Friday, January 30, 2009

You Want Us To Do What?

Okay, the economy is in meltdown, businesses going bust, workforces are being laid off and what happens, I know the Government are going to introduce another tax.

A small business group has urged that firms be given a say on how the money raised through proposed changes to business rates will be spent.

The Federation of Small Businesses (FSB) has said that it is worried that the upcoming Business Rate Supplements Bill, which is currently being considered by a Public Bills Committee, could mean an increased tax liability for many firms.

The Bill would give local authorities the power to levy extra rates in order to pay for community development projects. The FSB has, therefore, called for a series of amendments that will dampen the impact of the Bill when it comes into force. Specifically, the organisation wants small firms to have a vote on the projects that would be subsidised by the extra tax revenue, with the consultation to be followed by an independent review of the expenditure.

Other recommendations include guarantees that the supplement will only be spent on economic development; that the public sector will also contribute; that properties liable for business rates with a rateable value of £50,000 or less will be exempt; and that the £50,000 threshold will be reconsidered once the property market improves.

Now of course this isn't the only problem that small businesses are facing, as more factory units become empty so the rate 'take' of any council is going to go down, although councils do have the power to pursue both the owner and tenants of vacant premises for lost income. This means that those businesses left will have to suffer the burden of additional rates costs. Landlords are seeing their investments diminish, an industrial estate a mile from our office saw five businesses vacate their units last week alone, and they are seeking to claw back some of the losses by pushing rents up for those tenants who are still in situ. I had one client phone me on Monday who was considering shutting the door and walking away simply because he feels the, unplanned, rent increase is wrong, I managed to convince him not to do anything stupid because he has a successful business but to go back to his landlord and ask for the increase to be staggered over two years.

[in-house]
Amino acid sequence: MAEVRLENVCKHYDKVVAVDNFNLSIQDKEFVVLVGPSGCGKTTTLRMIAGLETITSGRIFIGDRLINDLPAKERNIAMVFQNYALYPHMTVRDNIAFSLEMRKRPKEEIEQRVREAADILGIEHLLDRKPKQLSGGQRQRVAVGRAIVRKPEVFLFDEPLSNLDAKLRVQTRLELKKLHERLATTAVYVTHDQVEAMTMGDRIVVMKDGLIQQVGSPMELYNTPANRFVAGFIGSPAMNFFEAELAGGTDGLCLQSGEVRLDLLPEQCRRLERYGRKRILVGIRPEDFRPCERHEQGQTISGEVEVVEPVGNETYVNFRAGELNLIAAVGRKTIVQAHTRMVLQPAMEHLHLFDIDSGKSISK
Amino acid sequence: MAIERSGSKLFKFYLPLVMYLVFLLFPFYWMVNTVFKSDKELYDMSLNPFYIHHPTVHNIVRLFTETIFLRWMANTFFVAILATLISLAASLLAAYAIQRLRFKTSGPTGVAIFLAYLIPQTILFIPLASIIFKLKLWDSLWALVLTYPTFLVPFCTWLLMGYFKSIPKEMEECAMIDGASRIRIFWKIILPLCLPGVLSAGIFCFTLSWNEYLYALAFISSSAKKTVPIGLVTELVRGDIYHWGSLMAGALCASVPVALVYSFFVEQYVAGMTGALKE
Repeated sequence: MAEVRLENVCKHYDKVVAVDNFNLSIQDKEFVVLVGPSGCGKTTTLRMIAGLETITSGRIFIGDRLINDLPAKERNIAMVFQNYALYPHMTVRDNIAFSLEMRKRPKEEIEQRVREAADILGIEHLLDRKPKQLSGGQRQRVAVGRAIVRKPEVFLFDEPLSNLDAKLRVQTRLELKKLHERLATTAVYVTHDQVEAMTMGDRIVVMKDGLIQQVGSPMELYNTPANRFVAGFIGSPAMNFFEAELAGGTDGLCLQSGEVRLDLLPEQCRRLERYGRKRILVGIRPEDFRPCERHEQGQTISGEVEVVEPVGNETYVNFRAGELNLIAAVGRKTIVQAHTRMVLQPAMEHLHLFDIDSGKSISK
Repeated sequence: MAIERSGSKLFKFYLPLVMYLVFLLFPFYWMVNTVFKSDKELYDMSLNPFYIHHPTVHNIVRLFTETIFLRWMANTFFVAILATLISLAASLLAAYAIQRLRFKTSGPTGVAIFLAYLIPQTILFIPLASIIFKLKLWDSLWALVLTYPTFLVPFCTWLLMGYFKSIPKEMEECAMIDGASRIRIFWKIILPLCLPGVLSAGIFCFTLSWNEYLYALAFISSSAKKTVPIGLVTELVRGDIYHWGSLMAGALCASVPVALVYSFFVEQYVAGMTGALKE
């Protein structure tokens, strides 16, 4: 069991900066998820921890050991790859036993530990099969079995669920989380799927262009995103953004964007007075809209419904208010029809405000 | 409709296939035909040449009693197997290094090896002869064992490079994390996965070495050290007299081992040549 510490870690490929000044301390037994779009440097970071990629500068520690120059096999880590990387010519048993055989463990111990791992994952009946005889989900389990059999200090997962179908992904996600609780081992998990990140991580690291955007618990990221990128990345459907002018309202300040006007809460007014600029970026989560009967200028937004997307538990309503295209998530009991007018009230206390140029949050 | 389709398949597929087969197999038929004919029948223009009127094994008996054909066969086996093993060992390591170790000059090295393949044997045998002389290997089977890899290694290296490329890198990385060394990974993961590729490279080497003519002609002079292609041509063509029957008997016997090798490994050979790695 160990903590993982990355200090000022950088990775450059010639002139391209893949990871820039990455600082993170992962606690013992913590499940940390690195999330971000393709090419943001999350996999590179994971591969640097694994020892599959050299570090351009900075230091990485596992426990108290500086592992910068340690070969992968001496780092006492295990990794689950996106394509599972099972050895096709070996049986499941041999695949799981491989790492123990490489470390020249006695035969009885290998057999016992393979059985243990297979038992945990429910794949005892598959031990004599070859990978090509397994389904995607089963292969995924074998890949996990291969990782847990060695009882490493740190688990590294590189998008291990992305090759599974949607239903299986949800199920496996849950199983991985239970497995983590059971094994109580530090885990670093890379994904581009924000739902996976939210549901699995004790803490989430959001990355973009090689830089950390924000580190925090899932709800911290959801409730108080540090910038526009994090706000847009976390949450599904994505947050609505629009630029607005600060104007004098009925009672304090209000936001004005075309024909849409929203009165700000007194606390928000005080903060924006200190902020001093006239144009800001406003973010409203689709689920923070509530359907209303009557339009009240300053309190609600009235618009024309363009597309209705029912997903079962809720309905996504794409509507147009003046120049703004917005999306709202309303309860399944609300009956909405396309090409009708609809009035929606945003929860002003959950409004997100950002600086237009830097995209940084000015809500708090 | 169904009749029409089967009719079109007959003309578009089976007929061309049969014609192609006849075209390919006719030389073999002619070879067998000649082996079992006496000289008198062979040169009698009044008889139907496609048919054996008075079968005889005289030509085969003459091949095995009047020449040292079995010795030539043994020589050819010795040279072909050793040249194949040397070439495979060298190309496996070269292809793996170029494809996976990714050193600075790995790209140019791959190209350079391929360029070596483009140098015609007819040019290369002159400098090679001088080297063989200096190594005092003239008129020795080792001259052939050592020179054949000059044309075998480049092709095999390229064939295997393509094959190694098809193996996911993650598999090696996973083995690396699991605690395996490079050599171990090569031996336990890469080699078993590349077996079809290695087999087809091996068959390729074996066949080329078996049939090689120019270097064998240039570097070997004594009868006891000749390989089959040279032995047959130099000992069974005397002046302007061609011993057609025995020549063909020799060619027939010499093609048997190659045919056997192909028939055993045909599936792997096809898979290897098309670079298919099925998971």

Whilst we are talking turkey nice to see that banks are still being complete bastards, one client received a visit from his customer account manager and inquired whether or not he would like to convert his overdraft into a loan. Loan equals higher interest rates and an arrangement fee, overdraft attracts interest at base rate and no fee. Hmm, can't help thinking that banks are getting all they deserve with that attitude.


Span Ows said...

Yes, not a good attitude at all. I see that some people will be paying piss all in mortgages too if they are on trackers, of cours ethey shouldn't laugh too loud as it is only the interest being paid but at least it's less coming out of their accounts while things are tight.

Re the rent raise, you should tell him to ask the landlord to stagger BUT ALSO give him far more preferential 'loyalty' terms when things pick up and his units fill up again.

Paul said...

Yes - the 8p mortgages. One thing I noticed a couple of weeks ago is that mortgage repayments are actually at an all time high as people panic about losing their jobs and are paying off the mortgages using savings.

I agree re the rent - there are some strange things happening out there at the moment with commercial property, such as personal guarantees being sought, something I've not seen with rents for a very long time.

Les Paul Junior said...

Some time ago a piece of "footage" was shown on the news relating to Sam Allerdyce's last days at Sid James' Park. In the foreground is a worried looking Sam and in the background, but clearly visible, are two fans chanting "You don't know what you're doing".

This reminds me of the curremt economic situation. No prizes for guessing who represents who.